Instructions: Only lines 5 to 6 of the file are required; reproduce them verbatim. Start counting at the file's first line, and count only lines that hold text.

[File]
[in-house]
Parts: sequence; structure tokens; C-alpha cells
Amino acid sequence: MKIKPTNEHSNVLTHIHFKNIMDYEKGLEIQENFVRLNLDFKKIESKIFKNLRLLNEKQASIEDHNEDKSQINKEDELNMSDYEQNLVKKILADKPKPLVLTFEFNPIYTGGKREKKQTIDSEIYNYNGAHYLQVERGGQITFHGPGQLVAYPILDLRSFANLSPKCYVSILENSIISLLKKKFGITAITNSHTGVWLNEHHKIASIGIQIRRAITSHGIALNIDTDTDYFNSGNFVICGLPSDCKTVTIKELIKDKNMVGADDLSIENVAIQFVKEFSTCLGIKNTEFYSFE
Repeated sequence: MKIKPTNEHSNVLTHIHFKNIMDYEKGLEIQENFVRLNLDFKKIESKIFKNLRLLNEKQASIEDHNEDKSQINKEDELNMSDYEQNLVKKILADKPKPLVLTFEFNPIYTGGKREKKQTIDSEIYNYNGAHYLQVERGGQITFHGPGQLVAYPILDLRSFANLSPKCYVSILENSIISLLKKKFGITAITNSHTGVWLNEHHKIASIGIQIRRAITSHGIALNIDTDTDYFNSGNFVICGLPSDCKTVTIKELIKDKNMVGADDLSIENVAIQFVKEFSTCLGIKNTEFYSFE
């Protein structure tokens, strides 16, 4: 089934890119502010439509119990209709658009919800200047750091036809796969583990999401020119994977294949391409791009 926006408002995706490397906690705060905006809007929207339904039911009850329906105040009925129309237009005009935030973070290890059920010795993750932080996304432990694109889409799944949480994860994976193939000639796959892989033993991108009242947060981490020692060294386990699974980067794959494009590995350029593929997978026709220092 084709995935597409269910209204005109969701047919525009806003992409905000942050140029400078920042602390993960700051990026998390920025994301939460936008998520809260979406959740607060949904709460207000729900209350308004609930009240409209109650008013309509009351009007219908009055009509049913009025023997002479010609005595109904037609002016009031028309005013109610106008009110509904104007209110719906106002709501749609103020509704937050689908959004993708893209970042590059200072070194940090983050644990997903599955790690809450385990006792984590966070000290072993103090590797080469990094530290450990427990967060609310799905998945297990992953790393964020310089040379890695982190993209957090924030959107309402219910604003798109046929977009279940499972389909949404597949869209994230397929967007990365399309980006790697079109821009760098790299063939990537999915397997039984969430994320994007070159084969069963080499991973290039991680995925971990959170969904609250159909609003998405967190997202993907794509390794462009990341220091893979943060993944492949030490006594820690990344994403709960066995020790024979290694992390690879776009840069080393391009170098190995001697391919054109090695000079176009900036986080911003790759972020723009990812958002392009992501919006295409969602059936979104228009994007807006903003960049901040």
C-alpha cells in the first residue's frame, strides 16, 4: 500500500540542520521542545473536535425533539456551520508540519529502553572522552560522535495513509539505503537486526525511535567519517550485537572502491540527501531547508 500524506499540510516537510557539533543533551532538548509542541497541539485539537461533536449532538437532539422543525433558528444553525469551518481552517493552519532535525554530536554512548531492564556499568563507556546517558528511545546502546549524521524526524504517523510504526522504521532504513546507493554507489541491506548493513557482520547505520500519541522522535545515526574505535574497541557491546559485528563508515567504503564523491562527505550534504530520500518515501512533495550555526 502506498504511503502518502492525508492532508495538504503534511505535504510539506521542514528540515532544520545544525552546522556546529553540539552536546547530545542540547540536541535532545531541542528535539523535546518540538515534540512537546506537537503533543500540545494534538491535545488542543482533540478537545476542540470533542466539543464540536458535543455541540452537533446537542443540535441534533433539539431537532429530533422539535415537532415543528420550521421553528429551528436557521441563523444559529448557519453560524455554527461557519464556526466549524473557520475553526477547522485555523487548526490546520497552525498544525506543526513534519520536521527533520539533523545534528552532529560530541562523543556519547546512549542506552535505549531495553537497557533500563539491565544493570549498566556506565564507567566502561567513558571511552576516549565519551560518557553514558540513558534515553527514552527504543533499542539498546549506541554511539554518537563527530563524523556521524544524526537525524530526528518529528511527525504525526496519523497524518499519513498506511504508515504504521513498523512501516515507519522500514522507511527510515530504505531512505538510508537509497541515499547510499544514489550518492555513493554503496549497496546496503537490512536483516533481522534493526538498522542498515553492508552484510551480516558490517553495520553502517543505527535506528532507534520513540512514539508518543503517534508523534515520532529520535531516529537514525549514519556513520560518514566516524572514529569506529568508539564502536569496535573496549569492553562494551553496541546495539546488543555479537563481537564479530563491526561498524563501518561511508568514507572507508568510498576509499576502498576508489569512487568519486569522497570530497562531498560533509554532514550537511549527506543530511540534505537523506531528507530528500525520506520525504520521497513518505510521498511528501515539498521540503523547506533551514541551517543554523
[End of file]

């Protein structure tokens, strides 16, 4: 089934890119502010439509119990209709658009919800200047750091036809796969583990999401020119994977294949391409791009 926006408002995706490397906690705060905006809007929207339904039911009850329906105040009925129309237009005009935030973070290890059920010795993750932080996304432990694109889409799944949480994860994976193939000639796959892989033993991108009242947060981490020692060294386990699974980067794959494009590995350029593929997978026709220092 084709995935597409269910209204005109969701047919525009806003992409905000942050140029400078920042602390993960700051990026998390920025994301939460936008998520809260979406959740607060949904709460207000729900209350308004609930009240409209109650008013309509009351009007219908009055009509049913009025023997002479010609005595109904037609002016009031028309005013109610106008009110509904104007209110719906106002709501749609103020509704937050689908959004993708893209970042590059200072070194940090983050644990997903599955790690809450385990006792984590966070000290072993103090590797080469990094530290450990427990967060609310799905998945297990992953790393964020310089040379890695982190993209957090924030959107309402219910604003798109046929977009279940499972389909949404597949869209994230397929967007990365399309980006790697079109821009760098790299063939990537999915397997039984969430994320994007070159084969069963080499991973290039991680995925971990959170969904609250159909609003998405967190997202993907794509390794462009990341220091893979943060993944492949030490006594820690990344994403709960066995020790024979290694992390690879776009840069080393391009170098190995001697391919054109090695000079176009900036986080911003790759972020723009990812958002392009992501919006295409969602059936979104228009994007807006903003960049901040």
C-alpha cells in the first residue's frame, strides 16, 4: 500500500540542520521542545473536535425533539456551520508540519529502553572522552560522535495513509539505503537486526525511535567519517550485537572502491540527501531547508 500524506499540510516537510557539533543533551532538548509542541497541539485539537461533536449532538437532539422543525433558528444553525469551518481552517493552519532535525554530536554512548531492564556499568563507556546517558528511545546502546549524521524526524504517523510504526522504521532504513546507493554507489541491506548493513557482520547505520500519541522522535545515526574505535574497541557491546559485528563508515567504503564523491562527505550534504530520500518515501512533495550555526 502506498504511503502518502492525508492532508495538504503534511505535504510539506521542514528540515532544520545544525552546522556546529553540539552536546547530545542540547540536541535532545531541542528535539523535546518540538515534540512537546506537537503533543500540545494534538491535545488542543482533540478537545476542540470533542466539543464540536458535543455541540452537533446537542443540535441534533433539539431537532429530533422539535415537532415543528420550521421553528429551528436557521441563523444559529448557519453560524455554527461557519464556526466549524473557520475553526477547522485555523487548526490546520497552525498544525506543526513534519520536521527533520539533523545534528552532529560530541562523543556519547546512549542506552535505549531495553537497557533500563539491565544493570549498566556506565564507567566502561567513558571511552576516549565519551560518557553514558540513558534515553527514552527504543533499542539498546549506541554511539554518537563527530563524523556521524544524526537525524530526528518529528511527525504525526496519523497524518499519513498506511504508515504504521513498523512501516515507519522500514522507511527510515530504505531512505538510508537509497541515499547510499544514489550518492555513493554503496549497496546496503537490512536483516533481522534493526538498522542498515553492508552484510551480516558490517553495520553502517543505527535506528532507534520513540512514539508518543503517534508523534515520532529520535531516529537514525549514519556513520560518514566516524572514529569506529568508539564502536569496535573496549569492553562494551553496541546495539546488543555479537563481537564479530563491526561498524563501518561511508568514507572507508568510498576509499576502498576508489569512487568519486569522497570530497562531498560533509554532514550537511549527506543530511540534505537523506531528507530528500525520506520525504520521497513518505510521498511528501515539498521540503523547506533551514541551517543554523